Brooks M, Harris G. 2017. Gut-Loading Diet Evaluation for Crickets (Acheta domesticus), Mealworms (Tenebrio molitor), and Superworms (Zophobas morio) for the Purposes of Optimizing Institutional Protocols. In Ward A, Coslik A, Brooks M Eds. Proceedings of the Twelfth Conference on Zoo and Wildlife Nutrition, Zoo and Wildlife Nutrition Foundation and AZA Nutrition Advisory Group, Frisco, TX.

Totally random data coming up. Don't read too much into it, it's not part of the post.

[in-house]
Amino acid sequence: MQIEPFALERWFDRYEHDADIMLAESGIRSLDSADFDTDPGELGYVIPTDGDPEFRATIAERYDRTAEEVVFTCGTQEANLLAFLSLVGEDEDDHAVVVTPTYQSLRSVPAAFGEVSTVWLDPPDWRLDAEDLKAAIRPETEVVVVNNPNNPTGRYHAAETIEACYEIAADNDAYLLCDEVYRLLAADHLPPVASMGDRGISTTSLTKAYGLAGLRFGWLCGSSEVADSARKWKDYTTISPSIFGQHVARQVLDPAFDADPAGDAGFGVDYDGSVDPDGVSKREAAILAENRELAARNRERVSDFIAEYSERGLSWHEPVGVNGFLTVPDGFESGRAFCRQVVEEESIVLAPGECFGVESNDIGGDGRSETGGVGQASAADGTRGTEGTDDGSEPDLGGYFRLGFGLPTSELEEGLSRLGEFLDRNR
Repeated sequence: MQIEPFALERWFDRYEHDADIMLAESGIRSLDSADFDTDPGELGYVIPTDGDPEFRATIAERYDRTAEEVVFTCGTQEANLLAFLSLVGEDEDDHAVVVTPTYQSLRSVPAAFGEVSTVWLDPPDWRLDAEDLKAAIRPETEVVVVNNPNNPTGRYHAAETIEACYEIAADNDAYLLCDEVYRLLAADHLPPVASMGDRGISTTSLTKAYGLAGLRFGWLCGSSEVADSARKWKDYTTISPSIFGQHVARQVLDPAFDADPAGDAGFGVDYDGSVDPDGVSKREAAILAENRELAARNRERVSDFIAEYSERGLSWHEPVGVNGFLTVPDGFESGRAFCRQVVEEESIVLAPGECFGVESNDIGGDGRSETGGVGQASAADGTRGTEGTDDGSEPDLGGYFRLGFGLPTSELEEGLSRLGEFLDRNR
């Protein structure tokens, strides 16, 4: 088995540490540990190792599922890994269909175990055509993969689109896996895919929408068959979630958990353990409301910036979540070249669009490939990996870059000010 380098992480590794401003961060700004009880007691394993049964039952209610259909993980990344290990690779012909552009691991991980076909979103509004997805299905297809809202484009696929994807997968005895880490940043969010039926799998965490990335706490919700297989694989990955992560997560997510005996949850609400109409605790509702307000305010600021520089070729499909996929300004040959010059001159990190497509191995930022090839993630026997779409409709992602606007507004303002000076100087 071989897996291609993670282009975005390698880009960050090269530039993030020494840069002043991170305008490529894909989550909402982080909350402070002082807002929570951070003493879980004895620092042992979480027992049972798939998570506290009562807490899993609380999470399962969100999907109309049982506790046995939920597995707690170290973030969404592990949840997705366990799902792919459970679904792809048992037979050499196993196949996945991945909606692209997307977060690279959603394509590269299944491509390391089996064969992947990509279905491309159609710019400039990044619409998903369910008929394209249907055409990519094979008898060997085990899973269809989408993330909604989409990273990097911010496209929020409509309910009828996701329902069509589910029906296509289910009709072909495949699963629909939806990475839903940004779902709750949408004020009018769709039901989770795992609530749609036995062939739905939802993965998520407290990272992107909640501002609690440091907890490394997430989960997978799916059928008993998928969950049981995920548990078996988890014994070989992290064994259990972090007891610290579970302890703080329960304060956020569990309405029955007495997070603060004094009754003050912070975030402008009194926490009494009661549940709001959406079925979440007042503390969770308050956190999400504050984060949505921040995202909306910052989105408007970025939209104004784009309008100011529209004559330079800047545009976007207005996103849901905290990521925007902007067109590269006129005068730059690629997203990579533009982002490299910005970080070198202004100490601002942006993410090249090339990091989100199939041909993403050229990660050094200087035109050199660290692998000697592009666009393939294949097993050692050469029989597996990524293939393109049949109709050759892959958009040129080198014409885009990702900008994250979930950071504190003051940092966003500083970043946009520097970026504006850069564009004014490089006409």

For captive insectivorous birds, reptiles, and amphibians, gut-loading has become an essential part of a balanced diet when feeding commercial feeder insects. The captive bred crickets, mealworms, and superworms being fed have inadequate Ca and vitamin A to meet the nutritional needs of these animals. The trials conducted for this study were to determine which gut-loading diet would be the best option for our collection. The PS diet was included as the control diet. When insects are not being gut-loaded, this is the diet on which the insects are maintained. This diet is not meant to have a gut-loading level of Ca or vitamin A, as shown in Table 1. The OZTC diet was included as part of our trial diets because our herpetology department wanted a diet that contained vegetable items that were naturally high in vitamin A and its precursor, beta-carotene. There is evidence that this type of diet would increase retinol levels in toads fed crickets gut-loaded in this manner (Odum et al., 2015) without an additional gut-loading diet. This diet was designed to be fed to herbivorous reptiles in our collection, and thus the Ca:P ratio was 2.02 by design. The last two diet options, MHC and MBB, were both commercially available gut-loading diets with similar Ca and vitamin A concentrations. The difference between the two comes down to protein and fat concentration and ingredient list, with the MBB containing more CP and fat coming from fishmeal and spirulina instead of the corn, soybean meal, and porcine meal in the MHC.[Brooks2] Brooks-Harris-2017-Gut-loading-diet-evaluation-for-crickets-mealworms-superworms.pdf     73 KB